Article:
You will take your Paxil—or something far more debilitating—and by court order. Recall Bush’s effort to screen the entire population for mental illness, i.e., the New Freedom Initiative. Bush’s commission found that “despite their prevalence, mental disorders often go undiagnosed” and recommended comprehensive mental health screening for “consumers of all ages.” Naturally, Frist and the Republicans are mostly concerned about the “political paranoia” form of mental illness, as the above news item indicates.

As a “consumer,” is it possible I am suffering from “political paranoia.” or is the whole thing a product of my feverish imagination and the result of reading too many news items on the web?

Finally, note that I could not find mention of Frist and the classification of “political paranoia” after a lengthy Google news search. Mention of it only appeared on the Swift Report website. Rick Smith’s above quote returned no results. Of course, this does not mean that Bill Frist and the Republicans do not consider the opposition—including more than a few Democrats—as mental cases and tinfoil hatters. Rush Limbaugh calls us nutters every day and millions of gullible Americans take what he says as gospel.

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We must live with consequences of Bush’s terrible precedent

Letters to the Editor
Tuesday, January 11, 2005

“Veni, vidi, vici,” a famous Latin quotation of a commander in the Gaelic wars between ancient Rome and Gaul, means, “I came, I saw, I conquered.” I’ll bet you thought it was George Bush, speaking from an aircraft carrier, returning from a trip to Iraq.

No way. Gaul didn’t have the world’s second-largest oil reserves. As for Bush’s paranoid philosophy of pre-emptively attacking a country that might have weapons of mass destruction, if his example in Iraq catches on with other nations, there is no way we, as a country, can say, “Don’t do as we do, just do what we say.” We have set this terrible precedent, and now will have to live with the consequences.

So far, his brilliant philosophy and leadership have cost thousands of American casualties in Iraq (over 1,000 dead and many thousands maimed or wounded). Huge cities in Iraq have been destroyed, hundreds of thousands of people have been driven from their destroyed homes, over 100,000, mostly women and children, killed or mutilated, and to this president and his cohorts, it’s just so much collateral damage.

Weapons of mass destruction don’t have to be nuclear. All the killing and destruction taking place in Iraq didn’t come from American spitballs or BB guns. They came from a well-equipped army with modern weapons. The mass destruction is just as real as if caused by nuclear weapons. These poor people were guilty of only one thing — being born in Iraq.

By the way, who are we to speak of “weapons of mass destruction” as if it’s a dirty word? Doesn’t our country have more of those weapons than all the rest of the world put together, and haven’t we proven we’ll use them if necessary?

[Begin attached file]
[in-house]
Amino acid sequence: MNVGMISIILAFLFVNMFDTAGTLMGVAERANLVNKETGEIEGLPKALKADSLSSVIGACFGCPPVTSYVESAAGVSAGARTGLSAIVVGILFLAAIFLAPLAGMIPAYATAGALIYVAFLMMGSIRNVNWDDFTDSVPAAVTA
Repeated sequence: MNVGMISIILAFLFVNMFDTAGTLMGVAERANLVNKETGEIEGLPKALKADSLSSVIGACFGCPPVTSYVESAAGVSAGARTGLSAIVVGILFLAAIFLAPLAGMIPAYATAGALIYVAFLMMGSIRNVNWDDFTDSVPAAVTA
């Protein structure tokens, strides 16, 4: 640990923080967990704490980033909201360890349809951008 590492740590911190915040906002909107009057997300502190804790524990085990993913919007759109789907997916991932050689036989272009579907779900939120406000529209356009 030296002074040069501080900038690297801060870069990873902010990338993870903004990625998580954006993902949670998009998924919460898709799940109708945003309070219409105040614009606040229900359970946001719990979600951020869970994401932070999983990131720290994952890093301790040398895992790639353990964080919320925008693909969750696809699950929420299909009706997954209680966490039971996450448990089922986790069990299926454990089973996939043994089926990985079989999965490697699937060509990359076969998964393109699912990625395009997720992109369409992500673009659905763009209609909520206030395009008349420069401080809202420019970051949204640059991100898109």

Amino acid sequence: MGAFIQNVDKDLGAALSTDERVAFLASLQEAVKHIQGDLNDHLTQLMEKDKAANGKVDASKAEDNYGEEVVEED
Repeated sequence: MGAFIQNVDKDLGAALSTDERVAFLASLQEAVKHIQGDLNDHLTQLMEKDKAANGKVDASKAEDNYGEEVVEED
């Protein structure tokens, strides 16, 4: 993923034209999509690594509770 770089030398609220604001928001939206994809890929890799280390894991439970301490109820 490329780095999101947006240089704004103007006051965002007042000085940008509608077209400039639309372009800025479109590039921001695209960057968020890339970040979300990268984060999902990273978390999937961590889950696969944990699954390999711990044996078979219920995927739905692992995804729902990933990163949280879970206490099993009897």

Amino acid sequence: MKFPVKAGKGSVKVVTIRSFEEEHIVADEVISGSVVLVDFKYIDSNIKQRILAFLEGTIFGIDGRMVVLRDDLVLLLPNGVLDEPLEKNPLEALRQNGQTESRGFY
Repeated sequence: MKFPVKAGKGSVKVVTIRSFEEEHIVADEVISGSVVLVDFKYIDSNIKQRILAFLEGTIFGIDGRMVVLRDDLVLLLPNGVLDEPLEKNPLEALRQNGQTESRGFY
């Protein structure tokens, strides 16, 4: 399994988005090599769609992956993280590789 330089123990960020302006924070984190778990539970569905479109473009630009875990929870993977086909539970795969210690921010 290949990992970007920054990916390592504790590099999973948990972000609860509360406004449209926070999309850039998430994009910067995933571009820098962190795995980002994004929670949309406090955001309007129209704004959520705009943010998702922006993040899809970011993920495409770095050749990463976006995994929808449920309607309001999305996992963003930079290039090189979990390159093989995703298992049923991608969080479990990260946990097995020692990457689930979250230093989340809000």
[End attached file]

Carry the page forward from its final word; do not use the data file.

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US holds hundreds of hauliers in Iraq
By Indlieb Farazi
Tuesday 11 January 2005

US forces have been preventing almost 300 truck drivers from crossing the border into Syria after unloading their shipment in Iraq.

The Arab Organisation for Human Rights (AOHR) in Syria said on Tuesday that US forces have prevented the 288 truck drivers from returning home for more than a week. 

Eyewitnesses said the hauliers are being held in Rabiah near the Iraqi-Syrian border.

Muhammad Radun, head of the Syrian branch of the AOHR, told the case was brought to his attention by the drivers.

"All these drivers have done is drop goods off in Iraq and they now want to make their way back home, but they are being prevented by US forces," said Radun.


Radun thinks the drivers are being held back because US forces hold the drivers responsible for a series of recent explosions in the Rabiaa area in west Iraq.

He said: "We suspect the US troops are keeping the drivers in Iraq in connection to the attacks. They are now interrogating the drivers but they are not responsible for the attacks."

The US military was unavailable to comment.

One of the drivers, Jihad Sadiq, said: "An explosion rocked a police centre only 50m away from us. We are in a dangerous zone, between the Americans and Iraqi police.

"We have been held in the chilly weather for seven days. We have nothing any more; no money, water or food. We don't know what to do."

"We have families and children waiting for us."

"They gave no reasons behind our capture. Whenever we talk to the Iraqis, they say speak with the Americans. When we talk to the Americans, they say speak to the Iraqis. No one is answering us."

AOHR's Radun said he believed the stalemate was a matter of diplomacy.